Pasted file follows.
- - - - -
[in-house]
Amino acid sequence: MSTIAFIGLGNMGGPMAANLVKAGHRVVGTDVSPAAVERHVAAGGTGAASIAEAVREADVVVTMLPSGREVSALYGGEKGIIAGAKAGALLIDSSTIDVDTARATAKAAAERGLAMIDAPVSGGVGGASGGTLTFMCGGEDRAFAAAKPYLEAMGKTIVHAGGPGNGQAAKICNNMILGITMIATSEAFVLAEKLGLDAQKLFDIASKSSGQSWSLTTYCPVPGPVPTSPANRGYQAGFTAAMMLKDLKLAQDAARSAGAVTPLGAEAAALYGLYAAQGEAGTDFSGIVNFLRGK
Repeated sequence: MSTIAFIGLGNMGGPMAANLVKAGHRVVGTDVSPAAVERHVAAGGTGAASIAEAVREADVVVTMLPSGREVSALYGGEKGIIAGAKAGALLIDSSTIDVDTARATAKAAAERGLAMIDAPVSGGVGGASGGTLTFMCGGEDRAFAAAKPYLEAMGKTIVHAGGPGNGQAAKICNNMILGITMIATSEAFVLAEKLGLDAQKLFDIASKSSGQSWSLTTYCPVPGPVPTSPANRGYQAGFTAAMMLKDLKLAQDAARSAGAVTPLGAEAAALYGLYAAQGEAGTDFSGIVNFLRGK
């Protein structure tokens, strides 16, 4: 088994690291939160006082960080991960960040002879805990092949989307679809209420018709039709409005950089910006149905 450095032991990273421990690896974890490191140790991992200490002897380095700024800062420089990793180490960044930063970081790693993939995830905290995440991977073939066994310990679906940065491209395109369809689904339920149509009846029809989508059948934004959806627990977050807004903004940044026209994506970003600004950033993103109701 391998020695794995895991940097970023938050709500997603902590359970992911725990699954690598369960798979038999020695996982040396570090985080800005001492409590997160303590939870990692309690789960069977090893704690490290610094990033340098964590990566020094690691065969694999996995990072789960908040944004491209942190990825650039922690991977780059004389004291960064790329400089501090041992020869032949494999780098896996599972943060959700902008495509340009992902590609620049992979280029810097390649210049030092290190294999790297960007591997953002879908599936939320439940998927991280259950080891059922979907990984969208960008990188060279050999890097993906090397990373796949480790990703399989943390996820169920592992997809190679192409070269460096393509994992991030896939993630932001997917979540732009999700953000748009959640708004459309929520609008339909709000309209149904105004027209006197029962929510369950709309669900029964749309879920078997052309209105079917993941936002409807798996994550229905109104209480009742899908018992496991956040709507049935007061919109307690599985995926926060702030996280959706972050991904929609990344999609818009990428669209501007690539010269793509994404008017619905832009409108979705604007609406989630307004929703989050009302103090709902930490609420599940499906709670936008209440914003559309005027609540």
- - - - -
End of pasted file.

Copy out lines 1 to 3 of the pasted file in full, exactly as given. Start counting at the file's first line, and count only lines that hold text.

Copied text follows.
[in-house]
Amino acid sequence: MSTIAFIGLGNMGGPMAANLVKAGHRVVGTDVSPAAVERHVAAGGTGAASIAEAVREADVVVTMLPSGREVSALYGGEKGIIAGAKAGALLIDSSTIDVDTARATAKAAAERGLAMIDAPVSGGVGGASGGTLTFMCGGEDRAFAAAKPYLEAMGKTIVHAGGPGNGQAAKICNNMILGITMIATSEAFVLAEKLGLDAQKLFDIASKSSGQSWSLTTYCPVPGPVPTSPANRGYQAGFTAAMMLKDLKLAQDAARSAGAVTPLGAEAAALYGLYAAQGEAGTDFSGIVNFLRGK
Repeated sequence: MSTIAFIGLGNMGGPMAANLVKAGHRVVGTDVSPAAVERHVAAGGTGAASIAEAVREADVVVTMLPSGREVSALYGGEKGIIAGAKAGALLIDSSTIDVDTARATAKAAAERGLAMIDAPVSGGVGGASGGTLTFMCGGEDRAFAAAKPYLEAMGKTIVHAGGPGNGQAAKICNNMILGITMIATSEAFVLAEKLGLDAQKLFDIASKSSGQSWSLTTYCPVPGPVPTSPANRGYQAGFTAAMMLKDLKLAQDAARSAGAVTPLGAEAAALYGLYAAQGEAGTDFSGIVNFLRGK